Looking at commodity prices in US dollar terms is giving a misleading impression of how well the world economy is recovering from the GFC.
PICK a point in time and the world looks totally different, as can be seen by glancing at what’s happened to the price of commodities, the lifeblood of the Western Australian economy, during the past 12 months.
From bust to boom in the blink of an eye is one way of describing the change because just seven months ago commodities were a disaster, as is shown in this composite price graph of the world’s major commodities, such as oil, wheat and gold, three of WA’s key exports.
Looked at in March, the Bloomberg graph, which plots international indices compiled by finance houses such as UBS and Standard & Poor’s, showed a sorry picture of rapid decline in the wake of the collapse of the US investment bank, Lehman Brothers.
That dreadful time was a direct result of ‘the death of trust’, bankers no longer trusted customers and customers certainly did not trust banks, hence the need for all sorts of government intervention, guarantees, and stimulus payments.
Oh what a difference today. In fact, if you blot out the period from mid-October last year, through to mid-March this year, the past seven months look like a boom with commodity prices up by around 30 per cent.
Booms, however, are a bit like beauty; they’re in the eye of the beholder, and while the past seven months might look like a boom there are two layers of deception at work, with both saying that we are not yet in full recovery mode.
Firstly, there’s the currency factor, a subject Bystander has been going on about for weeks, and which remains absolutely critical because higher commodity prices are more about the falling US dollar than genuine price rises.
Yes, prices are higher. No, they’re not on conversion to Australian dollars, making this a classic illusion created by the dramatic effects of currency-value realignment – the money world’s equivalent of tectonic plates shifting in the earth’s crust, an event which leads to earthquakes and tsunamis.
Secondly, the world insists on looking at commodity prices in its only reserve currency, the US dollar, and it’s the US dollar that makes us believe that commodity prices have returned to where they were 12 months ago.
Exporters might be feeling richer, but they’re not, and that message is going to come through very loudly in the next profit-reporting season when the damage to earnings of goldminers, wheat farmers, and iron ore exporters will be revealed.
Currency moves are also a factor in a series of recent investment deals, involving some of the business world’s fattest of fat cats.
Brian Gilbertson, Hans Mende, George Soros, Gennadiy Bogolyubov and our own Gina Rinehart, have been among the key players, in separate events, which are tied together by a common thread, expanding their exposure to resources.
Mr Gilbertson, briefly the chief executive of BHP Billiton, has teamed up Mr Mende, a super-rich investor, to re-start the manganese war, which excited investors in Perth-based Consolidated Minerals two years ago.
Back then, Messers Gilbertson and Mende lost the ConsMin battle to Mr Bogolyubov, a Ukrainian oligarch. Today, it’s game on again as the former two men attempt to snatch a 22 per cent stake in another manganese miner with a Perth head office, OM Holdings, a company which just happens to have Mr Bogolyubov as a 12 per cent shareholder.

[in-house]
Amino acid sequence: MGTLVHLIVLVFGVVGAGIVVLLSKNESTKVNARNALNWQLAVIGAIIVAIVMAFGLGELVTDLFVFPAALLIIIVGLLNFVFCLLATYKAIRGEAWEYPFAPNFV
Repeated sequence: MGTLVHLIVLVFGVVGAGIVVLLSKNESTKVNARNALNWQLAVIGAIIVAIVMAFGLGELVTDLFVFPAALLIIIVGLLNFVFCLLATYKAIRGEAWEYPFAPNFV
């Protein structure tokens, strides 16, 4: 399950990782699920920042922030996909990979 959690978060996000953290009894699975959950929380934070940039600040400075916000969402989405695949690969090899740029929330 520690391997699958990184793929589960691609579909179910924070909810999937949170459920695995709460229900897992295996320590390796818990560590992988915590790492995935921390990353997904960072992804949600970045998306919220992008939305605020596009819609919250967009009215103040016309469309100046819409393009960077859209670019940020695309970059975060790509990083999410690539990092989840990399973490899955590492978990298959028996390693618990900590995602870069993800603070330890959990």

Bystander can’t give investment advice but reckons OM is a corporate battleground waiting to happen, with a share price set repeat what ConsMin did – double.
Ms Rinehart is also playing in the manganese business with a start on mining at Balfour Downs, while Mr Soros, a billionaire speculator who famously “broke” the Bank of England 17 years ago, has made his second big investment in a WA miner.
Last month it was copper explorer, Marengo Mining; last week it was Platinum Australia.
The deals are good news for WA because they show some of the world’s richest people have regained confidence in resources. Or have they?
Mr Soros is a clue to investments being made for other reasons, principally currency, which is his speciality.
In 1992, he made an overnight profit of $US1.1 billion when he short-sold $US10 billion in British pounds, a plunge which pre-empted the devaluation of the pound.
Today, Mr Soros is buying resources partly as a way to evade the plunging US dollar, and to benefit from Australia becoming a safe way of gaining exposure to China’s relentless growth.
Sand to Singapore
Sand, of the type commonly referred to as dirt, is not often thought of as an export item, until you look at what’s been happening in Singapore, where sand demand is booming as the island country grows by filling in the ocean.
For much of the past 20 years, as Singapore has expanded its borders in the same way the Dutch did a few hundred years ago, sand has been shipped in from Indonesia, Malaysia, Cambodia and other countries.
But in recent years the sand trade has been disrupted by government bans. Malaysia stopped supplying sand to Singapore in the mid-1990s, Indonesia in 2007, and most recently, Cambodia.
Given that the price of sand got as high as $50 a tonne a few years ago, and requires zero processing, surely there’s a business waiting for some bright spark to offer a never-ending supply of Australian sand to Singapore.
Come on down
The management team at the Burswood casino certainly know their market. In the south-west car park at the complex is a long line of ACROD bays, carefully marked out for drivers with disabilities.
A quick check one mid-week afternoon revealed 22 of an estimated 26 consecutive ACROD bays being used.
As there is a fair chance that a lot of ACROD drivers are on a pension of some sort, it appears that Burswood has found a nifty way of tapping into the flow of government cash by easing the way for the most needy in the community into its gambling halls.